BC’s small towns struggling with housing crunch triggered by online short-term rentals


Nelson is just one of scores of communities struggling to regulate short-term rentals like Airbnb.

Mayors and councillors from across BC jammed a meeting room at the Union of BC Municipalities convention today to compare notes on the unprecedented housing crisis they face as a result of the explosion of online short-term rentals.

From resort communities unable to house seasonal workers to destination cities like Victoria with a zero vacancy rate, all agreed provincial action is needed to level the playing field by extending existing hotel and provincial taxes to online platform hosts.

That’s a simple step Finance Minister Mike DeJong has so far declined to take.

Some notes from the front line:

  • in Nelson, Mayor Deb Kozak took action when arriving students at Selkirk College found no vacancies, short-term rentals soared to more than 120 and speculators boasted of buying up homes to convert to online rental. A new bylaw, much like Vancouver’s proposed rules, will hold the number of units to about 110 in the summer, but only 40 when students are on the hunt for accommodation;
  • in Tofino, Mayor Josie Osborne led a major overhaul of rules that had been in place since 2002 to rein in a runaway short-term rental market that wiped out worker accommodation. The new rules improved compliance, but Tofino is now focusing on the unlicensed listings: the city believes 226 units are listed, but only 149 are licensed.
  • in Victoria, where 2,000 units are listed online, Tourism Victoria CEO Paul Nursey can’t recruit high-paid tourism marketers because they can’t find a place to live. Victoria, too, is bringing in a regulatory regime similar to Vancouver’s.

Mayors and councillors from Penticton, Invermere, Comox, Courtenay and Fernie were quick to add their tales of woe during the question period.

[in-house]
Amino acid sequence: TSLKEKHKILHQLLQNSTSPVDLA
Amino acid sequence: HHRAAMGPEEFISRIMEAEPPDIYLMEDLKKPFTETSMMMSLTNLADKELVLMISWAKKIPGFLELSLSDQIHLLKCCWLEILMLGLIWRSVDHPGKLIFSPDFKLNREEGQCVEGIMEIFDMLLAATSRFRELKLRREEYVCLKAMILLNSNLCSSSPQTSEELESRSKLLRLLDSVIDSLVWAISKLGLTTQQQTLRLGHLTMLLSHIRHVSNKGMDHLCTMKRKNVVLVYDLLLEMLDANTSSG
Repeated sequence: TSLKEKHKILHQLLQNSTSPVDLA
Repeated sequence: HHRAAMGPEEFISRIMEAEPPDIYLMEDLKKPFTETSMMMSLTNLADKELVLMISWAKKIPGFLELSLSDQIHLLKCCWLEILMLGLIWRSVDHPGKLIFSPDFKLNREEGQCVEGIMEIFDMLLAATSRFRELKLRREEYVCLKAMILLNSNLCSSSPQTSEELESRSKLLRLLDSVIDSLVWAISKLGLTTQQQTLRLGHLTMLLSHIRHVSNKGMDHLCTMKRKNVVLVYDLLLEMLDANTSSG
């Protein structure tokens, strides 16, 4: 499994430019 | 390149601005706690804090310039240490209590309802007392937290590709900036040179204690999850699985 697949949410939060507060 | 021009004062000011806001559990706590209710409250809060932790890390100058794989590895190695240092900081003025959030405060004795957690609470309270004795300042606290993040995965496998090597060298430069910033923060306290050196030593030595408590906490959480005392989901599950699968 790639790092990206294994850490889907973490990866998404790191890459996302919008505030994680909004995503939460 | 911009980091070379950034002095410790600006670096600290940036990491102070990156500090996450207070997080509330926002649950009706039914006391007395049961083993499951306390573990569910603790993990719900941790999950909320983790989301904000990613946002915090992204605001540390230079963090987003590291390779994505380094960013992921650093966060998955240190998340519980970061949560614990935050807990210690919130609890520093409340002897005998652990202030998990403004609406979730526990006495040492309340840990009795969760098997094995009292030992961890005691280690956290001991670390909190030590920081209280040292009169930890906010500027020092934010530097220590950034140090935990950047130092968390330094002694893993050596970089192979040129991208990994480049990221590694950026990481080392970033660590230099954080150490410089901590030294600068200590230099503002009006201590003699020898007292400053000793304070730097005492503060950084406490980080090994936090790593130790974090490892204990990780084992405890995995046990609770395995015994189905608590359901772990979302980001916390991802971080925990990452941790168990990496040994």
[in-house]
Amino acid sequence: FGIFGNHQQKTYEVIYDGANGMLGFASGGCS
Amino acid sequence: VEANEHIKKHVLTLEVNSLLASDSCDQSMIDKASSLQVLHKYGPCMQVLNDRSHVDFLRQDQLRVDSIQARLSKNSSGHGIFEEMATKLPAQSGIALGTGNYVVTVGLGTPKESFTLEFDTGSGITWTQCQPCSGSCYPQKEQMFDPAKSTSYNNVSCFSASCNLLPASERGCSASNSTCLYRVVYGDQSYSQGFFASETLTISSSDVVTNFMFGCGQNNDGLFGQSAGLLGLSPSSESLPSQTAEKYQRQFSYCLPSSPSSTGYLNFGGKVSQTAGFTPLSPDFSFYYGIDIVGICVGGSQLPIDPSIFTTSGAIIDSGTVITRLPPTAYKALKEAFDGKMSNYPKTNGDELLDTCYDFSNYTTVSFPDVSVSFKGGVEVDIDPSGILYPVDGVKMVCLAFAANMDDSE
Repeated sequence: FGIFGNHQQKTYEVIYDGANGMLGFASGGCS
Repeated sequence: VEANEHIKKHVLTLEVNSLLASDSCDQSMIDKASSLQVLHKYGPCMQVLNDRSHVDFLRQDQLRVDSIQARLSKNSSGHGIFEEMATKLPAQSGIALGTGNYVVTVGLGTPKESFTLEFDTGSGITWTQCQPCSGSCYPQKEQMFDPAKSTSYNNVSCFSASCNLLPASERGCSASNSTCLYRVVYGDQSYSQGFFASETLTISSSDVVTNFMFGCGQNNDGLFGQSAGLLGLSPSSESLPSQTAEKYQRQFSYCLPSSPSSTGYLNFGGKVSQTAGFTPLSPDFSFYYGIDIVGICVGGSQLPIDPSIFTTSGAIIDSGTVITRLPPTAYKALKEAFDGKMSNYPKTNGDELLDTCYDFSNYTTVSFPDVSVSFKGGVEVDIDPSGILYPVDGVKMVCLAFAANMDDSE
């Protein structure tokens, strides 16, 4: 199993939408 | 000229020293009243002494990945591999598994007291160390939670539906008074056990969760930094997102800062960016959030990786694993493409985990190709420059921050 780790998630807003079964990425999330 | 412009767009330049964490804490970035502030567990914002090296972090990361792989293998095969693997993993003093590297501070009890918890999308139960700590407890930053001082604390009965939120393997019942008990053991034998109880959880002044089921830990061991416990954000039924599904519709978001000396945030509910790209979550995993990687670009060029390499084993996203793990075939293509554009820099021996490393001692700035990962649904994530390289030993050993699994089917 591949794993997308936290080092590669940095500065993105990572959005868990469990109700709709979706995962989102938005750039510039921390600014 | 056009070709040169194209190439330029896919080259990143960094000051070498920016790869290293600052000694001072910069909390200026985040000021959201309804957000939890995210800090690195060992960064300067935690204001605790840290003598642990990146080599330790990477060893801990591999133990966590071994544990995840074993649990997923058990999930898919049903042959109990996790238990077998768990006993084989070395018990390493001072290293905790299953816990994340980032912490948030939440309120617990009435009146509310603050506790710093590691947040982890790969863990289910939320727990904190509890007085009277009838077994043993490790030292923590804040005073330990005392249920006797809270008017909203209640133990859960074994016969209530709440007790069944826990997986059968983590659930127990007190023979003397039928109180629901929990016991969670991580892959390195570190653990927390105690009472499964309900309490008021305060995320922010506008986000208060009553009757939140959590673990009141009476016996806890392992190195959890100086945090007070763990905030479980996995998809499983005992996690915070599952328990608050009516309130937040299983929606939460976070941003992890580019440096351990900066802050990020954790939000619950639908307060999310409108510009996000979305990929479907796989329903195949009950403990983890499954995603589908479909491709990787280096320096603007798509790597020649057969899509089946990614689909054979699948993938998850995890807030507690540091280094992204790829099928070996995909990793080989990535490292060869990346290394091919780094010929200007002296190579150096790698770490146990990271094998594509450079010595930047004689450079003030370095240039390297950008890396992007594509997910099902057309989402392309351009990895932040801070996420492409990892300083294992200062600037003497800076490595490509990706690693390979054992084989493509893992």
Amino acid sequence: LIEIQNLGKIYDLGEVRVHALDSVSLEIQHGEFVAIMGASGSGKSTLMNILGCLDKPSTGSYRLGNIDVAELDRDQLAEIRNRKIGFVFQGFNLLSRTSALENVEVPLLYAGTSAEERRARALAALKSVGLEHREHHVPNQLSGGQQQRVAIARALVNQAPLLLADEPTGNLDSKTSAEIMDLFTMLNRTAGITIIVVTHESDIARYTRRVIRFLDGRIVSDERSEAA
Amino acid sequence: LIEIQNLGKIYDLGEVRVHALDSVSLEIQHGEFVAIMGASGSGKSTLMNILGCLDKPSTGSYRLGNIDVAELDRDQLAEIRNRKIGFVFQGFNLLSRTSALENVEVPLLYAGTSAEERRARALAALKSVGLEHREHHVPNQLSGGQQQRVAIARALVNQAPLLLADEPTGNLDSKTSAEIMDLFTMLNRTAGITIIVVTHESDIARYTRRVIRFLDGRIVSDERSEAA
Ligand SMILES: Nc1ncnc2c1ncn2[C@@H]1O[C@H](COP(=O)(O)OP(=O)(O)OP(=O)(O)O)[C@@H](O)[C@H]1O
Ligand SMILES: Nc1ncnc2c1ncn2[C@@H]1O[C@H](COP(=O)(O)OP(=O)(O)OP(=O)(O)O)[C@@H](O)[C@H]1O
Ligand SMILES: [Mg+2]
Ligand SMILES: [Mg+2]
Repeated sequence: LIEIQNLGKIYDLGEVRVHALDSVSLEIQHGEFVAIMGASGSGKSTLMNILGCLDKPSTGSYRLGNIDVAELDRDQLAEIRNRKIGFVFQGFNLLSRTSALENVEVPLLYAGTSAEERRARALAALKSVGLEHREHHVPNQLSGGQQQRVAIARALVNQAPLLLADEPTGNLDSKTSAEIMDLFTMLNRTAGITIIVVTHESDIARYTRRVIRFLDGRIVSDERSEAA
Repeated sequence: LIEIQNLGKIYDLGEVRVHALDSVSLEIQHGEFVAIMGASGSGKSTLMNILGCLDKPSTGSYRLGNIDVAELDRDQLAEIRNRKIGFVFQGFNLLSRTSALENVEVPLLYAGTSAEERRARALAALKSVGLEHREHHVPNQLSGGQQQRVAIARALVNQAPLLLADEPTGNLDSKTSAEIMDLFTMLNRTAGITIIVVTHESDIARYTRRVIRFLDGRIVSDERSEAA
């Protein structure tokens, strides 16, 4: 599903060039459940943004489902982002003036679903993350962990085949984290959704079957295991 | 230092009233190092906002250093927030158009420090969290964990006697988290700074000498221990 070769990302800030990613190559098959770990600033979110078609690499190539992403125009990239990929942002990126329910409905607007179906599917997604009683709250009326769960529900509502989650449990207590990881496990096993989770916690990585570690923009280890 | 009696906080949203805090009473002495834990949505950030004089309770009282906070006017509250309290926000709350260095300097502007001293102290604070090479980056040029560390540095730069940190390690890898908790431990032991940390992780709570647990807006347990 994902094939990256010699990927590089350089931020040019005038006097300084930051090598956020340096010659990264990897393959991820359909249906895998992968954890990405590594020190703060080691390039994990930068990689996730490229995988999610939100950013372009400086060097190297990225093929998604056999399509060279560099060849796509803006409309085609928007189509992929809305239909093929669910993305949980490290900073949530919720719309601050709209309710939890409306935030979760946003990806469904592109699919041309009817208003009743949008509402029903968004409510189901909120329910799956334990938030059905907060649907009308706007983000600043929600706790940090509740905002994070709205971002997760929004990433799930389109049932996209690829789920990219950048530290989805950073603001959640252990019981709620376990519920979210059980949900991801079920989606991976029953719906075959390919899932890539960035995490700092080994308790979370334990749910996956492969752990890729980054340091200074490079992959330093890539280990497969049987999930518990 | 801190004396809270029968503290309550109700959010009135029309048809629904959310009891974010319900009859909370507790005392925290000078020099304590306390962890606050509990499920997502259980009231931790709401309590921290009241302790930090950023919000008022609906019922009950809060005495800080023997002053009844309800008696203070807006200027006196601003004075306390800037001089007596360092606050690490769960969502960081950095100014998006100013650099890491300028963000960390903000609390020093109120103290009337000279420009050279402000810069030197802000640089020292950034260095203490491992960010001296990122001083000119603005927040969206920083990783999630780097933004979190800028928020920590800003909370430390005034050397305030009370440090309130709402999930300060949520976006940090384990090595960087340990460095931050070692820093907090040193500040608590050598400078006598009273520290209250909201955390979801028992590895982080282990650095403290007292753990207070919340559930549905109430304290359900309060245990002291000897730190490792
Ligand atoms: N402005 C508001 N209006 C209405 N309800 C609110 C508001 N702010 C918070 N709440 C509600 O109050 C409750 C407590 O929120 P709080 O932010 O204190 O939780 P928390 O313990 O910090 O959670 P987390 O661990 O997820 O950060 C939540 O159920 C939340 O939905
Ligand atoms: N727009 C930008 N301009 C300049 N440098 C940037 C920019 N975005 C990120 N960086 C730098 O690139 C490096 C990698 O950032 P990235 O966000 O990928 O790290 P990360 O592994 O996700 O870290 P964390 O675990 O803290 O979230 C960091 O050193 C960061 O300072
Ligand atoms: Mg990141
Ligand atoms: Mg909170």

Right across BC, tourism industry leaders are worried about the impact of online STR (short-term rental) services.

The impacts fall into five areas, says Tourism BC’s Walt Judas: pressure on civic services, safety and security for existing residents, uneven taxation, pressure on affordable housing and elimination of housing stock for seasonal workers.

A key step the province can take, says James Chase, of the BC Hotels Association, is a simple change to current regulations that exempt hosts from provincial sales and hotel tax if they rent four rooms or fewer. It can be removed at the stroke of a pen by cabinet.

Collecting this tax at point of sale, by the online platform, would level the playing field and simplify enforcement for municipalities.


School closures: it’s time for VSB staff to explain why enrolment will fall as family units, density rise


Graham Bruce is just one school threatened with closure where population is growing.

Now that provincial education minister Mike Bernier has suddenly eliminated the 95 percent capacity requirement from the school funding debate, it’s time to challenge Vancouver School Board’s claim that enrolment will stagnate or fall in neighbourhoods where density is rising.

That contradiction is painfully clear in the case of Graham Bruce Elementary in Joyce-Collingwood, where literally hundreds of new units, including two- and three-bedroom units, are under construction or already approved.

No wonder Vision Vancouver trustees Mike Lombardi, Patti Bacchus, Joy Alexander and Allan Wong are tabling a motion at Monday’s school board meeting requiring VSB staff to reconcile their numbers with Vancouver city staff.

As a compelling brief by Graham Bruce parents points out, the VSB “actually asserts a declining enrolling student population in the catchment” although the city has just approved a plan for the area around Joyce Collingwood Skytrain station that will ultimately see “six new 30-storey high rise apartments, six new 15-storey mid-size apartments, new social housing, plus numerous four to six-storey apartments and the rezoning of entire city blocks for townhouses and duplexes.”